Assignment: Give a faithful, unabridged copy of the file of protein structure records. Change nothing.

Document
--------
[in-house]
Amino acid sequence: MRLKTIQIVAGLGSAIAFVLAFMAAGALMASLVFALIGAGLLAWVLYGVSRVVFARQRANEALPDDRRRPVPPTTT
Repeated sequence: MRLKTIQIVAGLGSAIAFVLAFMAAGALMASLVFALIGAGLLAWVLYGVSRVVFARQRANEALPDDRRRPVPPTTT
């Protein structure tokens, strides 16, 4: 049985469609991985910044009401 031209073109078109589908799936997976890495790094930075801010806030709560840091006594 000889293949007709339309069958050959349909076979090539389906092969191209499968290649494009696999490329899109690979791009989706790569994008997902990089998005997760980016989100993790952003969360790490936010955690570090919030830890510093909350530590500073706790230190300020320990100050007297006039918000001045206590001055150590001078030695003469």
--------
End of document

[in-house]
Amino acid sequence: MRLKTIQIVAGLGSAIAFVLAFMAAGALMASLVFALIGAGLLAWVLYGVSRVVFARQRANEALPDDRRRPVPPTTT
Repeated sequence: MRLKTIQIVAGLGSAIAFVLAFMAAGALMASLVFALIGAGLLAWVLYGVSRVVFARQRANEALPDDRRRPVPPTTT
């Protein structure tokens, strides 16, 4: 049985469609991985910044009401 031209073109078109589908799936997976890495790094930075801010806030709560840091006594 000889293949007709339309069958050959349909076979090539389906092969191209499968290649494009696999490329899109690979791009989706790569994008997902990089998005997760980016989100993790952003969360790490936010955690570090919030830890510093909350530590500073706790230190300020320990100050007297006039918000001045206590001055150590001078030695003469």